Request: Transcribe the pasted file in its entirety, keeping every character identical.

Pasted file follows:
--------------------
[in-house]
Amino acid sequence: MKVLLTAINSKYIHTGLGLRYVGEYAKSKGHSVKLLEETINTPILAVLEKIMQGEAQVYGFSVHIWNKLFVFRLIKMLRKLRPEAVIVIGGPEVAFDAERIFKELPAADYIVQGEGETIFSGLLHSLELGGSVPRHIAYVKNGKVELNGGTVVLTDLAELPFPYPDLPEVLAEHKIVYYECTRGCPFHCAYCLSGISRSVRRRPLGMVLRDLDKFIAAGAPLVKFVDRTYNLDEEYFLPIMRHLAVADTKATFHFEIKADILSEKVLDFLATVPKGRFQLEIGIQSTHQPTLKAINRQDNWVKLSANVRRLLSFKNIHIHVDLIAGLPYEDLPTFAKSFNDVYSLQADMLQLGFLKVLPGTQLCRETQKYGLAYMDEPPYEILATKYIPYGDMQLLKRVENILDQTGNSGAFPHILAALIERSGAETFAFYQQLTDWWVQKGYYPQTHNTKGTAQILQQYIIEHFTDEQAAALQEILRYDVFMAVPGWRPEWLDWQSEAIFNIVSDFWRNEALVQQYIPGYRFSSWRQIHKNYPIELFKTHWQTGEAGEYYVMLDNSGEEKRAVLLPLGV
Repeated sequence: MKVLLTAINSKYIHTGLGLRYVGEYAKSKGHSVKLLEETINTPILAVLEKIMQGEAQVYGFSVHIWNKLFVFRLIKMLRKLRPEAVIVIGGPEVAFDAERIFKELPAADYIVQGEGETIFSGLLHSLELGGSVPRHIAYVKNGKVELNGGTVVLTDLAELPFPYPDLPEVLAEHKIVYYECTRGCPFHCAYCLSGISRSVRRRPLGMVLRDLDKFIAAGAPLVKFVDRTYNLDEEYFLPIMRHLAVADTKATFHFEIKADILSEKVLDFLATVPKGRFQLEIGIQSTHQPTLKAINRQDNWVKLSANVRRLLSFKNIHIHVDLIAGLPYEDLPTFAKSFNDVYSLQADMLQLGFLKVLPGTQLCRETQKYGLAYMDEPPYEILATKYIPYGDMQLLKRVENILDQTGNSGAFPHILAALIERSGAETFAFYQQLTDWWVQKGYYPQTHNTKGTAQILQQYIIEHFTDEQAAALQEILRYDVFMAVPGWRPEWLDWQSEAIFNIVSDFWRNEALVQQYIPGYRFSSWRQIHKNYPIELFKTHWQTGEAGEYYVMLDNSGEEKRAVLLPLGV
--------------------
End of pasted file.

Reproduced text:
[in-house]
Amino acid sequence: MKVLLTAINSKYIHTGLGLRYVGEYAKSKGHSVKLLEETINTPILAVLEKIMQGEAQVYGFSVHIWNKLFVFRLIKMLRKLRPEAVIVIGGPEVAFDAERIFKELPAADYIVQGEGETIFSGLLHSLELGGSVPRHIAYVKNGKVELNGGTVVLTDLAELPFPYPDLPEVLAEHKIVYYECTRGCPFHCAYCLSGISRSVRRRPLGMVLRDLDKFIAAGAPLVKFVDRTYNLDEEYFLPIMRHLAVADTKATFHFEIKADILSEKVLDFLATVPKGRFQLEIGIQSTHQPTLKAINRQDNWVKLSANVRRLLSFKNIHIHVDLIAGLPYEDLPTFAKSFNDVYSLQADMLQLGFLKVLPGTQLCRETQKYGLAYMDEPPYEILATKYIPYGDMQLLKRVENILDQTGNSGAFPHILAALIERSGAETFAFYQQLTDWWVQKGYYPQTHNTKGTAQILQQYIIEHFTDEQAAALQEILRYDVFMAVPGWRPEWLDWQSEAIFNIVSDFWRNEALVQQYIPGYRFSSWRQIHKNYPIELFKTHWQTGEAGEYYVMLDNSGEEKRAVLLPLGV
Repeated sequence: MKVLLTAINSKYIHTGLGLRYVGEYAKSKGHSVKLLEETINTPILAVLEKIMQGEAQVYGFSVHIWNKLFVFRLIKMLRKLRPEAVIVIGGPEVAFDAERIFKELPAADYIVQGEGETIFSGLLHSLELGGSVPRHIAYVKNGKVELNGGTVVLTDLAELPFPYPDLPEVLAEHKIVYYECTRGCPFHCAYCLSGISRSVRRRPLGMVLRDLDKFIAAGAPLVKFVDRTYNLDEEYFLPIMRHLAVADTKATFHFEIKADILSEKVLDFLATVPKGRFQLEIGIQSTHQPTLKAINRQDNWVKLSANVRRLLSFKNIHIHVDLIAGLPYEDLPTFAKSFNDVYSLQADMLQLGFLKVLPGTQLCRETQKYGLAYMDEPPYEILATKYIPYGDMQLLKRVENILDQTGNSGAFPHILAALIERSGAETFAFYQQLTDWWVQKGYYPQTHNTKGTAQILQQYIIEHFTDEQAAALQEILRYDVFMAVPGWRPEWLDWQSEAIFNIVSDFWRNEALVQQYIPGYRFSSWRQIHKNYPIELFKTHWQTGEAGEYYVMLDNSGEEKRAVLLPLGV